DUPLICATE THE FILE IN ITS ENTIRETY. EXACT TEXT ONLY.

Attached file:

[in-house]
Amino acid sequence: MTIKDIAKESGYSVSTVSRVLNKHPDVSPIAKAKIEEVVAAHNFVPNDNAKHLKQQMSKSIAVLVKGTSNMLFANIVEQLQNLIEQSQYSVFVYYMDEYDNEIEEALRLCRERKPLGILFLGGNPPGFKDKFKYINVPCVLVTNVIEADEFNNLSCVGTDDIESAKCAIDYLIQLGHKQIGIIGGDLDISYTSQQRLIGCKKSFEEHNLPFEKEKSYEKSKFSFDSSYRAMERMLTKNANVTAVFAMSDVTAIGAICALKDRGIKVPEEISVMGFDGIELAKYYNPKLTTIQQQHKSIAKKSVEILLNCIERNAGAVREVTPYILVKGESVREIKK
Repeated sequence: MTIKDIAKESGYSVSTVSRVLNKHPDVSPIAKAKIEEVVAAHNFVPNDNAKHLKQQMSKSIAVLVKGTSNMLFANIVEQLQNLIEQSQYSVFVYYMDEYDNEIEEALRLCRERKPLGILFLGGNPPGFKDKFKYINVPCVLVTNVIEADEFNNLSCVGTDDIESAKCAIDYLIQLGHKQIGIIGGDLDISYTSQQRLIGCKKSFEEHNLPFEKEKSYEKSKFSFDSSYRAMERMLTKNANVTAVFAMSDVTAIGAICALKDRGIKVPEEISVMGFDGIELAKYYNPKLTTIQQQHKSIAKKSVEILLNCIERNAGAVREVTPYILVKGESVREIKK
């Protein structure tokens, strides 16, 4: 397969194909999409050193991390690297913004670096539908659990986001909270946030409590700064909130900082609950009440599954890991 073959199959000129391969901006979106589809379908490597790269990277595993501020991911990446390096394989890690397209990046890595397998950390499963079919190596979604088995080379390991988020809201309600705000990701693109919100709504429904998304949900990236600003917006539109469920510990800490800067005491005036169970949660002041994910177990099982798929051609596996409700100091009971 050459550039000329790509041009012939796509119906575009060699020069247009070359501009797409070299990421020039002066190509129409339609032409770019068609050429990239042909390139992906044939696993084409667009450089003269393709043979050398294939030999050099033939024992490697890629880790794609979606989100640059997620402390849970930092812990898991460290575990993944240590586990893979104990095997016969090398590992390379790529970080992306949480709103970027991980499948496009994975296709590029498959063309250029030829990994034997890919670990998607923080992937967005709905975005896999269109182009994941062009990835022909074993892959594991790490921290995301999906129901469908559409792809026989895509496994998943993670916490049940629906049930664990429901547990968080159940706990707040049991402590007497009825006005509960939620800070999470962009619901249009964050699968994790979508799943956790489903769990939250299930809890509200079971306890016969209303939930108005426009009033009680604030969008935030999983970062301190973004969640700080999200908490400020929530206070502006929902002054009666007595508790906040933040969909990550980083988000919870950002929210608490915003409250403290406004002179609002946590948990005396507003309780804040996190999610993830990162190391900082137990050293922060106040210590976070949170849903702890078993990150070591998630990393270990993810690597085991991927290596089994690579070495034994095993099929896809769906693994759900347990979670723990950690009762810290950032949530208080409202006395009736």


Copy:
[in-house]
Amino acid sequence: MTIKDIAKESGYSVSTVSRVLNKHPDVSPIAKAKIEEVVAAHNFVPNDNAKHLKQQMSKSIAVLVKGTSNMLFANIVEQLQNLIEQSQYSVFVYYMDEYDNEIEEALRLCRERKPLGILFLGGNPPGFKDKFKYINVPCVLVTNVIEADEFNNLSCVGTDDIESAKCAIDYLIQLGHKQIGIIGGDLDISYTSQQRLIGCKKSFEEHNLPFEKEKSYEKSKFSFDSSYRAMERMLTKNANVTAVFAMSDVTAIGAICALKDRGIKVPEEISVMGFDGIELAKYYNPKLTTIQQQHKSIAKKSVEILLNCIERNAGAVREVTPYILVKGESVREIKK
Repeated sequence: MTIKDIAKESGYSVSTVSRVLNKHPDVSPIAKAKIEEVVAAHNFVPNDNAKHLKQQMSKSIAVLVKGTSNMLFANIVEQLQNLIEQSQYSVFVYYMDEYDNEIEEALRLCRERKPLGILFLGGNPPGFKDKFKYINVPCVLVTNVIEADEFNNLSCVGTDDIESAKCAIDYLIQLGHKQIGIIGGDLDISYTSQQRLIGCKKSFEEHNLPFEKEKSYEKSKFSFDSSYRAMERMLTKNANVTAVFAMSDVTAIGAICALKDRGIKVPEEISVMGFDGIELAKYYNPKLTTIQQQHKSIAKKSVEILLNCIERNAGAVREVTPYILVKGESVREIKK
């Protein structure tokens, strides 16, 4: 397969194909999409050193991390690297913004670096539908659990986001909270946030409590700064909130900082609950009440599954890991 073959199959000129391969901006979106589809379908490597790269990277595993501020991911990446390096394989890690397209990046890595397998950390499963079919190596979604088995080379390991988020809201309600705000990701693109919100709504429904998304949900990236600003917006539109469920510990800490800067005491005036169970949660002041994910177990099982798929051609596996409700100091009971 050459550039000329790509041009012939796509119906575009060699020069247009070359501009797409070299990421020039002066190509129409339609032409770019068609050429990239042909390139992906044939696993084409667009450089003269393709043979050398294939030999050099033939024992490697890629880790794609979606989100640059997620402390849970930092812990898991460290575990993944240590586990893979104990095997016969090398590992390379790529970080992306949480709103970027991980499948496009994975296709590029498959063309250029030829990994034997890919670990998607923080992937967005709905975005896999269109182009994941062009990835022909074993892959594991790490921290995301999906129901469908559409792809026989895509496994998943993670916490049940629906049930664990429901547990968080159940706990707040049991402590007497009825006005509960939620800070999470962009619901249009964050699968994790979508799943956790489903769990939250299930809890509200079971306890016969209303939930108005426009009033009680604030969008935030999983970062301190973004969640700080999200908490400020929530206070502006929902002054009666007595508790906040933040969909990550980083988000919870950002929210608490915003409250403290406004002179609002946590948990005396507003309780804040996190999610993830990162190391900082137990050293922060106040210590976070949170849903702890078993990150070591998630990393270990993810690597085991991927290596089994690579070495034994095993099929896809769906693994759900347990979670723990950690009762810290950032949530208080409202006395009736």